August 17, 2010

Collecting Butter Pats

 Haviland Pansy

Some friends found themselves up against the wall with work, planning and other life stresses and I offered to drop a little blog entry their way if it would help. The more I thought about it, the more I decided to just go ahead and bite the bullet and do one on Victorian butter pats. Mainly for 2 reasons, it is an interesting subject and I need the practice in writing. 

The butter pat is something one frequently finds in Great Aunt Mildred’s china cabinet when one is cleaning out the house, and often they are found lurking in antique shops. Like any other dishware, they come in a number of sizes from 1 inch to about 4 inches with 3 inches being the industry standard. In some circles they are called butter chips. Their purpose is to provide safe haven for the butter that you will be putting on your bread during dinner, isolating it from the breadcrumbs. As we all know, if the butter were to mingle with the breadcrumbs it would cause a scene of the greatest indelicacy.

Minton Faisan

No wait, you are correct, that seems like overkill, a separate plate for the butter? A British dishware and cutlery catalogue from the Victorian era lists a standard Tea and Dinner service of dishware for 8 as follows:

12 Meat Plates

12 Soup Plates

12 Tart Plates

12 Cheese Plates

12 Butter Pats

12 Dessert Plates

4 Low Comports

2 Tall Comports

12 Tea Cups

12 Tea Saucers

12 Coffee Cups

12 Coffee Saucers

12 Demi-Tasse Cups

12 Demi-Tasse Saucers

12 Saucers

12 Small Plates

1 Tea Pot

1 Coffee Pot

1 Slop Basin

1 Cream Jug

2 Bread Plates

12 7” Plates

12 Egg Cups

1 Milk Jug

1 Hot Water Jug

1 Sugar Basin

1 Covered Muffin Dish

Bates Gildea & Walker Melbourne

1 18" Dish

1 16” Dish

1 14” Dish

1 12” Dish

1 10” Dish

2 9” Dishes

1 Soup Tureen with Ladle and Stand complete

2 Sauce Tureens with Ladles and Stands complete

2 Vegetable Dishes

2 Butter Boats

Wedgwood Ivanhoe
This is pretty much the minimum for the average well stocked middle class Victorian Household of about 1875. One would likely have other items for service such as the Ham Stand, the Cheese Dome, the Sardine Box, the Salt Cellars [Master and individual] and the Mustard Pot. You don’t’ want to see what utensils they provided for fine dining- the list is vast- but here are a few choice ones: Cheese Scoops, Sardine Forks, Sardine Tongs, Grape Scissors, Crumb Scoops, Tartlett Servers, Asparagus Tongs, Ice Cream Forks, and Preserve Helpers. They give you twelve of everything assuming clumsy kitchen maids.

Doulton Oceana

Why all this armament you may ask? With the rise of the middle class in England, the dishware and silverware manufacturers began developing additional plates and utensils that were specially designed to perform a single function. This mania for additional service pieces and cutlery stems from a deeply ingrained desire by the new English middle class to rise above their station. The thinking being, the more elaborate your dinner service and the more dishes you have for singular use the better class household you maintained.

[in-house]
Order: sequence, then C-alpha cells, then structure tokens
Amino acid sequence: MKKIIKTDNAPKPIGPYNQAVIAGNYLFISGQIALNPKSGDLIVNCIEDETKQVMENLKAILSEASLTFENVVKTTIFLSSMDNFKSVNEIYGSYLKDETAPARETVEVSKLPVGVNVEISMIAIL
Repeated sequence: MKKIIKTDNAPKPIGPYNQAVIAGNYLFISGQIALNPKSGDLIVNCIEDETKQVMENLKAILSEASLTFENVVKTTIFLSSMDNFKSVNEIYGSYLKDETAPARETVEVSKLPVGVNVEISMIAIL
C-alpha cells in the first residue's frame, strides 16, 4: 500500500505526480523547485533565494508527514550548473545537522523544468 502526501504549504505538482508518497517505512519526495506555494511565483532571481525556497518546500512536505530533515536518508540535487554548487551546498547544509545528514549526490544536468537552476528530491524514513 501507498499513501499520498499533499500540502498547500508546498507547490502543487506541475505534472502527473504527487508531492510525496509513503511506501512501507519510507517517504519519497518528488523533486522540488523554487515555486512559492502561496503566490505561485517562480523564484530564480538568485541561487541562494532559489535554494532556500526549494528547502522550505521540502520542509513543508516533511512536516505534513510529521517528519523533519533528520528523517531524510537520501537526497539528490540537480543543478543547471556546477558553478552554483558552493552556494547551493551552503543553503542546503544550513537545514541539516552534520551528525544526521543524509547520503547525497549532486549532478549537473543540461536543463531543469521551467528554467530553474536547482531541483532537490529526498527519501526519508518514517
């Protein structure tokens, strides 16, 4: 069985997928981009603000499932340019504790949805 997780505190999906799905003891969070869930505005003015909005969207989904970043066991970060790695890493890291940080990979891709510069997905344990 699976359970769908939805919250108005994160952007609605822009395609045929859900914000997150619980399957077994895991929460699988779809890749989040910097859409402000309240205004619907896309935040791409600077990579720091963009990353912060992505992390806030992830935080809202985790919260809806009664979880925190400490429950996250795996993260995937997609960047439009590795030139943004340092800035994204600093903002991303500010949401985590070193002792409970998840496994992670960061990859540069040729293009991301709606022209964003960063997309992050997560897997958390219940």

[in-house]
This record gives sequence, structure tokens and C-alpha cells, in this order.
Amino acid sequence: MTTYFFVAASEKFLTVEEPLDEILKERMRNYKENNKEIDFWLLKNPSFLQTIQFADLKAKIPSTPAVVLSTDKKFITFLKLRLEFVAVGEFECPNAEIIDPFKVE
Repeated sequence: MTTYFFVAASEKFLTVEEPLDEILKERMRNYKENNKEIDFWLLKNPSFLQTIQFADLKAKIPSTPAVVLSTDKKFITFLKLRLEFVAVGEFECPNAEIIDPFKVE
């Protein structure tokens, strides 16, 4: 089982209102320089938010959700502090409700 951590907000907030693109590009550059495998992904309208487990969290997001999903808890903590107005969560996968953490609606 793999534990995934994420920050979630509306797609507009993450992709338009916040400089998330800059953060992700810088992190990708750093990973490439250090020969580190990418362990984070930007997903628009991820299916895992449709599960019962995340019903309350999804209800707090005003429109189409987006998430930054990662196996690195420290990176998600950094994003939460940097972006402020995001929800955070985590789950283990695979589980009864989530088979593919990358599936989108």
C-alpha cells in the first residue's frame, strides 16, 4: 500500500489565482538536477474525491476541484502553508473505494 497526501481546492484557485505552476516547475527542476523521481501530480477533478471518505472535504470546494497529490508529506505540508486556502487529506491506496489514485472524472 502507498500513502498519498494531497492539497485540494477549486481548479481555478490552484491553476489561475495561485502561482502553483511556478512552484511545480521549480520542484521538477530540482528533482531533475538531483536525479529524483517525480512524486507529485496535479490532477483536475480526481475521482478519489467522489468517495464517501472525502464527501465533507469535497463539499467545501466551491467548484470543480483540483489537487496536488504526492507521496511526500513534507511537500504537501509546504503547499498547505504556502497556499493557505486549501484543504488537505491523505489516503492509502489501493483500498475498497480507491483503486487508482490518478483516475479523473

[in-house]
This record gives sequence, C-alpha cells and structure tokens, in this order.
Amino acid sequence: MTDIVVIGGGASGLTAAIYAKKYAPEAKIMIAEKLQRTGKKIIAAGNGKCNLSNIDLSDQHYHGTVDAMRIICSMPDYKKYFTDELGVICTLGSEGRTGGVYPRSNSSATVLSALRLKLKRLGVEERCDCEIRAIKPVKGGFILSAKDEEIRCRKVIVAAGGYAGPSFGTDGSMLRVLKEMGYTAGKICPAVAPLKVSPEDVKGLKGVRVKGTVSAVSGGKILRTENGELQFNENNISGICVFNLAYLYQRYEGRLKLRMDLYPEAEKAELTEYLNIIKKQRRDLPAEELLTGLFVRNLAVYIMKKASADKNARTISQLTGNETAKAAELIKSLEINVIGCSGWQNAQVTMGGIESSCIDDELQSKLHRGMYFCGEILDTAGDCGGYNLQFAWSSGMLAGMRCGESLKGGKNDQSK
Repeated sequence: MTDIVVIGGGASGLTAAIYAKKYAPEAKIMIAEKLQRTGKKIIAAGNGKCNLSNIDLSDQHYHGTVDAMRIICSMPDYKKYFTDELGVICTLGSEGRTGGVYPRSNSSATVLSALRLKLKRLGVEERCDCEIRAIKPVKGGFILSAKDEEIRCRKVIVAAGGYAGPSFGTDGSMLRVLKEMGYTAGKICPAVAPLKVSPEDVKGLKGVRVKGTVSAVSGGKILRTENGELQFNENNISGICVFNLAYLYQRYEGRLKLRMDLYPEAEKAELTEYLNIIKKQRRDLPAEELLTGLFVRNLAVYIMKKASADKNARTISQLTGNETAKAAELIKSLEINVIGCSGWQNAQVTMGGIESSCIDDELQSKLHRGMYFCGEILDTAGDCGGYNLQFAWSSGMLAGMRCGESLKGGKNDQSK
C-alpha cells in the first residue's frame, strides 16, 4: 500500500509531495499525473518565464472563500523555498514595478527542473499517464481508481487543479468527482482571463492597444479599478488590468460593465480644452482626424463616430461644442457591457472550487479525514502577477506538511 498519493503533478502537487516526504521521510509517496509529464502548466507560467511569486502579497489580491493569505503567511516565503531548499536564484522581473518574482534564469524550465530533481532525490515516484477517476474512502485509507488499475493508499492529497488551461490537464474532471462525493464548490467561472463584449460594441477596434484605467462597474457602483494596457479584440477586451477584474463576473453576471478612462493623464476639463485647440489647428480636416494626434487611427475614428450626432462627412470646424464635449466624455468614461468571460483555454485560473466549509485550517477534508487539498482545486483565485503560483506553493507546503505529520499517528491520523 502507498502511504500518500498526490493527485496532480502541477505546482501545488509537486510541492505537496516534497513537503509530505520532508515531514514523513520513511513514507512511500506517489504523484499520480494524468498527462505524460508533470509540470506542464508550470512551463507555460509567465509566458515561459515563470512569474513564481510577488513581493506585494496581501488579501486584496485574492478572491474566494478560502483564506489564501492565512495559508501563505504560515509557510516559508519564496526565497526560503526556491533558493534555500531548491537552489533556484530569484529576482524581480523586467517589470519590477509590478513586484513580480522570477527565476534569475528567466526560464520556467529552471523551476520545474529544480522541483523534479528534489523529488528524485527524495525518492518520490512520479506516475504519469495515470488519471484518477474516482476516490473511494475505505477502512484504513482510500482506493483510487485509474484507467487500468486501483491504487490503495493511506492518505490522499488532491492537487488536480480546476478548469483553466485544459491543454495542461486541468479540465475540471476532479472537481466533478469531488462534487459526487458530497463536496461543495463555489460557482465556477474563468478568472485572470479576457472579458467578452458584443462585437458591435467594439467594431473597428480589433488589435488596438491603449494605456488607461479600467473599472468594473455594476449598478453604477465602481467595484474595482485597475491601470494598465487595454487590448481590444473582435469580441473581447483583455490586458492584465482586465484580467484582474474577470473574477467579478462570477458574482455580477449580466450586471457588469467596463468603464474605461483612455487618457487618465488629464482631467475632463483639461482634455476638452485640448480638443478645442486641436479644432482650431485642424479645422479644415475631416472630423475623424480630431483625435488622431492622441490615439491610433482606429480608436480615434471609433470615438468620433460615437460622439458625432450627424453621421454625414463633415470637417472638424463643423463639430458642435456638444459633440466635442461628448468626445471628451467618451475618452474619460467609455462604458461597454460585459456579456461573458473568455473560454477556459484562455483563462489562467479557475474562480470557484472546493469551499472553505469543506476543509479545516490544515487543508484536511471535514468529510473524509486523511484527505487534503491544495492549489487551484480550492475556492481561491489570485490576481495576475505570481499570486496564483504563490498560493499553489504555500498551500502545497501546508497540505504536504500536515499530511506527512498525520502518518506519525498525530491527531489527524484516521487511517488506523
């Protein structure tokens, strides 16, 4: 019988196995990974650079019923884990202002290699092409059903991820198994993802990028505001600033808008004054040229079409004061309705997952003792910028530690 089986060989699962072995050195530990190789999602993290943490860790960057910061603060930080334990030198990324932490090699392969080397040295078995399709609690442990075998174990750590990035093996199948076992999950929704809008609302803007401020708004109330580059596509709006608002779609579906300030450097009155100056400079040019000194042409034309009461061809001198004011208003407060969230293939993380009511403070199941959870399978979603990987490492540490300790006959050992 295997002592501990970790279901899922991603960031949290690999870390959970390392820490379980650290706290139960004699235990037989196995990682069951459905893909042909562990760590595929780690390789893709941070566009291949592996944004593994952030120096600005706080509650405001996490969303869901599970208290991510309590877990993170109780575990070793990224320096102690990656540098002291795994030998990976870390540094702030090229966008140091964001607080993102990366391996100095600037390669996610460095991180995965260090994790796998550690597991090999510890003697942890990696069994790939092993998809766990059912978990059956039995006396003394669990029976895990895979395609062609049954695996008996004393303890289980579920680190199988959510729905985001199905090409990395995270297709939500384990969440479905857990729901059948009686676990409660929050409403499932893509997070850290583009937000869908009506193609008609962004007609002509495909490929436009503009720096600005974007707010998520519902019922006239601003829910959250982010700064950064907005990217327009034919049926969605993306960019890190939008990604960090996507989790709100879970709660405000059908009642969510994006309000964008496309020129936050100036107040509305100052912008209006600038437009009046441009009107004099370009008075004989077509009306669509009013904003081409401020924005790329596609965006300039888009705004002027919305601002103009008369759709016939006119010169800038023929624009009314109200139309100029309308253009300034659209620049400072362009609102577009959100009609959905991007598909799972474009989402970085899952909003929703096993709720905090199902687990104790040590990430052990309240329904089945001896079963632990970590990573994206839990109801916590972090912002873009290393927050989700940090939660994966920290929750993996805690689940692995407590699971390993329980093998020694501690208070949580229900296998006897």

So an elaborate service meant that you were more refined. 

Bates Gildea & Walker Satsuma
Another thing to consider is that we are in the full bloom of the Industrial Revolution and still have the convenience of child labor. This leads to greater utilization of mass production and tailoring dishware to the clientele with numerous designs and color ways. Bates Gildea and Walker would design “Satsuma” in 1878 and thus far your humble blogger has found 23 color ways.

Coalport Japanese Grove
Now, back to butter pats, they can be a remarkable collector’s item on their own. Being small and easily portable, one can pick one up at the local rummage sale and come home with it in your pocket. When you get home you can place it on the table top with the other 6 butter pats and leave room for more. I defy one to put 40 dinner plates on a side table without stacking them- impossible! For those in trying economic times their being small, usually means a tiny price tag is as well. The super rarest bringing seldom more than $150 and most of the popular patterns clock in at around $50 - $75.

Powell Bishop and Stonier Miako

The artistry used on many of them reflects the potter’s desire to synthesize the pattern’s look down to its essential elements. This results in one being able, in most cases, to be able to identify the pattern at first glance. There are exceptions; the Minstrel Wamba plays his lute as he strolls across Thomas Allen’s Ivanhoe pattern for Wedgwood, Charles Haviland turns his into a pansy blossom, and sprigs of bamboo appear alone without much in the way of attribute, leaving one unclear as to who the potter was much less the pattern.

Wedgwood Panama

The endless variety, the low cost, and the wonderful way these itty bitty little old butter pats can lighten the heart make them the ideal starting point for the beginning collector. They make collecting fun and help one to learn the pattern names and manufacturers with ease. Happy collecting and hope you will find something just wonderful for you!